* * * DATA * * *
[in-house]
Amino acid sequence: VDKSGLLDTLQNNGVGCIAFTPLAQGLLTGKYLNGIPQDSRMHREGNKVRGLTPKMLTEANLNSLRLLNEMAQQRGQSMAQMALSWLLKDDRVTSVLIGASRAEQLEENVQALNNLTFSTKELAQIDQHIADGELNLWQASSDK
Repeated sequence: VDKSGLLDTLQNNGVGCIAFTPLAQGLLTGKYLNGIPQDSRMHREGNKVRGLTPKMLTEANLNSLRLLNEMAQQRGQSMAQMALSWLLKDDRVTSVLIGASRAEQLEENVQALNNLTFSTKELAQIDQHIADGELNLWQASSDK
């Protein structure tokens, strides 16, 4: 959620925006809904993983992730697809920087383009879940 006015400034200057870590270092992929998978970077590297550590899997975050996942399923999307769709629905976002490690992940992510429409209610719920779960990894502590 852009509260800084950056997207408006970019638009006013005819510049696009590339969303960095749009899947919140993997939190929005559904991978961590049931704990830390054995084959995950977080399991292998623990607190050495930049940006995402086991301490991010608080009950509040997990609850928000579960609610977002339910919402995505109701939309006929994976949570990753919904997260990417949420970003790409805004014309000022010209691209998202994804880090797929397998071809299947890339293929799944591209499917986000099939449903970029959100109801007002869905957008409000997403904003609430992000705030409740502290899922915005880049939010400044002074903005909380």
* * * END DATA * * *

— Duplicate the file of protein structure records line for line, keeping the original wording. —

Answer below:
[in-house]
Amino acid sequence: VDKSGLLDTLQNNGVGCIAFTPLAQGLLTGKYLNGIPQDSRMHREGNKVRGLTPKMLTEANLNSLRLLNEMAQQRGQSMAQMALSWLLKDDRVTSVLIGASRAEQLEENVQALNNLTFSTKELAQIDQHIADGELNLWQASSDK
Repeated sequence: VDKSGLLDTLQNNGVGCIAFTPLAQGLLTGKYLNGIPQDSRMHREGNKVRGLTPKMLTEANLNSLRLLNEMAQQRGQSMAQMALSWLLKDDRVTSVLIGASRAEQLEENVQALNNLTFSTKELAQIDQHIADGELNLWQASSDK
């Protein structure tokens, strides 16, 4: 959620925006809904993983992730697809920087383009879940 006015400034200057870590270092992929998978970077590297550590899997975050996942399923999307769709629905976002490690992940992510429409209610719920779960990894502590 852009509260800084950056997207408006970019638009006013005819510049696009590339969303960095749009899947919140993997939190929005559904991978961590049931704990830390054995084959995950977080399991292998623990607190050495930049940006995402086991301490991010608080009950509040997990609850928000579960609610977002339910919402995505109701939309006929994976949570990753919904997260990417949420970003790409805004014309000022010209691209998202994804880090797929397998071809299947890339293929799944591209499917986000099939449903970029959100109801007002869905957008409000997403904003609430992000705030409740502290899922915005880049939010400044002074903005909380």